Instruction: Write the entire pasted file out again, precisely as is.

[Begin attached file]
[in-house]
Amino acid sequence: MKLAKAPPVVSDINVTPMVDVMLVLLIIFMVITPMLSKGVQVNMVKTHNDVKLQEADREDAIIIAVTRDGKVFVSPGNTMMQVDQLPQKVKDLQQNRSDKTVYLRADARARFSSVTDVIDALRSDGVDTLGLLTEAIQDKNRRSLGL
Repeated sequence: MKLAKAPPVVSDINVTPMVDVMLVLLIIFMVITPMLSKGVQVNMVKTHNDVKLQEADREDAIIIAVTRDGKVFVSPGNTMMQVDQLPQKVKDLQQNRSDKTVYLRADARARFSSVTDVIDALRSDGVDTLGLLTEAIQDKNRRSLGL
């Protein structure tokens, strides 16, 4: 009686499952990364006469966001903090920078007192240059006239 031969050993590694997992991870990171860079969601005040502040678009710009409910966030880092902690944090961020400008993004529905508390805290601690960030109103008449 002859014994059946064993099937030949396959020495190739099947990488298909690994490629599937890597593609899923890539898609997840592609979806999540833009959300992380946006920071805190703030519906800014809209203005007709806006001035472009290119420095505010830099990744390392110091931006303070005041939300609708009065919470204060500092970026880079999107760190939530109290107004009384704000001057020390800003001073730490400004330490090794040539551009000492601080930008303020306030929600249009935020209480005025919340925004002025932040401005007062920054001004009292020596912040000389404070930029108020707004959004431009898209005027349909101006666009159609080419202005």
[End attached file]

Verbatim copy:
[in-house]
Amino acid sequence: MKLAKAPPVVSDINVTPMVDVMLVLLIIFMVITPMLSKGVQVNMVKTHNDVKLQEADREDAIIIAVTRDGKVFVSPGNTMMQVDQLPQKVKDLQQNRSDKTVYLRADARARFSSVTDVIDALRSDGVDTLGLLTEAIQDKNRRSLGL
Repeated sequence: MKLAKAPPVVSDINVTPMVDVMLVLLIIFMVITPMLSKGVQVNMVKTHNDVKLQEADREDAIIIAVTRDGKVFVSPGNTMMQVDQLPQKVKDLQQNRSDKTVYLRADARARFSSVTDVIDALRSDGVDTLGLLTEAIQDKNRRSLGL
């Protein structure tokens, strides 16, 4: 009686499952990364006469966001903090920078007192240059006239 031969050993590694997992991870990171860079969601005040502040678009710009409910966030880092902690944090961020400008993004529905508390805290601690960030109103008449 002859014994059946064993099937030949396959020495190739099947990488298909690994490629599937890597593609899923890539898609997840592609979806999540833009959300992380946006920071805190703030519906800014809209203005007709806006001035472009290119420095505010830099990744390392110091931006303070005041939300609708009065919470204060500092970026880079999107760190939530109290107004009384704000001057020390800003001073730490400004330490090794040539551009000492601080930008303020306030929600249009935020209480005025919340925004002025932040401005007062920054001004009292020596912040000389404070930029108020707004959004431009898209005027349909101006666009159609080419202005």